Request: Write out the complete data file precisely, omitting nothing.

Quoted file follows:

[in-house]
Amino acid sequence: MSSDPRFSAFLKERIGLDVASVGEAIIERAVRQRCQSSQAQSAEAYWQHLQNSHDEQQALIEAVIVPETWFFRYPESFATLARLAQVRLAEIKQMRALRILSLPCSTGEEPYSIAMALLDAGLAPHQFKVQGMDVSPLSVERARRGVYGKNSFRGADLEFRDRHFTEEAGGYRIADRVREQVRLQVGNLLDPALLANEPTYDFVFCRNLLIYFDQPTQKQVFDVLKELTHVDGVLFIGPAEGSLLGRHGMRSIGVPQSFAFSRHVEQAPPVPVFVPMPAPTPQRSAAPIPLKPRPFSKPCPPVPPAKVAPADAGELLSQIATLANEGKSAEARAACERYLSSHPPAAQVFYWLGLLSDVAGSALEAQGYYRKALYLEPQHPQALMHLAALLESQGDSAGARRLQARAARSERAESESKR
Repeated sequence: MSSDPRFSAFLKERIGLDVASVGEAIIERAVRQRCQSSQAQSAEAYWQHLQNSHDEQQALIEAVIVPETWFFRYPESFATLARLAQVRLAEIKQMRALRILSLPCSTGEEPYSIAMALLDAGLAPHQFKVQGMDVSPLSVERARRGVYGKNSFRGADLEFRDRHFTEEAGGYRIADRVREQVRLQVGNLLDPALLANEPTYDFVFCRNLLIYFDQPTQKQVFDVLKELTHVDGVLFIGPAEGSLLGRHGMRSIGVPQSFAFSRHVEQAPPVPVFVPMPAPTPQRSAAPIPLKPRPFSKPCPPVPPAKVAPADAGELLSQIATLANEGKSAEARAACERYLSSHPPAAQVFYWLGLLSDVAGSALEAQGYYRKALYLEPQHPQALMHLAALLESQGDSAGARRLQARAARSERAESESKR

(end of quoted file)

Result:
[in-house]
Amino acid sequence: MSSDPRFSAFLKERIGLDVASVGEAIIERAVRQRCQSSQAQSAEAYWQHLQNSHDEQQALIEAVIVPETWFFRYPESFATLARLAQVRLAEIKQMRALRILSLPCSTGEEPYSIAMALLDAGLAPHQFKVQGMDVSPLSVERARRGVYGKNSFRGADLEFRDRHFTEEAGGYRIADRVREQVRLQVGNLLDPALLANEPTYDFVFCRNLLIYFDQPTQKQVFDVLKELTHVDGVLFIGPAEGSLLGRHGMRSIGVPQSFAFSRHVEQAPPVPVFVPMPAPTPQRSAAPIPLKPRPFSKPCPPVPPAKVAPADAGELLSQIATLANEGKSAEARAACERYLSSHPPAAQVFYWLGLLSDVAGSALEAQGYYRKALYLEPQHPQALMHLAALLESQGDSAGARRLQARAARSERAESESKR
Repeated sequence: MSSDPRFSAFLKERIGLDVASVGEAIIERAVRQRCQSSQAQSAEAYWQHLQNSHDEQQALIEAVIVPETWFFRYPESFATLARLAQVRLAEIKQMRALRILSLPCSTGEEPYSIAMALLDAGLAPHQFKVQGMDVSPLSVERARRGVYGKNSFRGADLEFRDRHFTEEAGGYRIADRVREQVRLQVGNLLDPALLANEPTYDFVFCRNLLIYFDQPTQKQVFDVLKELTHVDGVLFIGPAEGSLLGRHGMRSIGVPQSFAFSRHVEQAPPVPVFVPMPAPTPQRSAAPIPLKPRPFSKPCPPVPPAKVAPADAGELLSQIATLANEGKSAEARAACERYLSSHPPAAQVFYWLGLLSDVAGSALEAQGYYRKALYLEPQHPQALMHLAALLESQGDSAGARRLQARAARSERAESESKR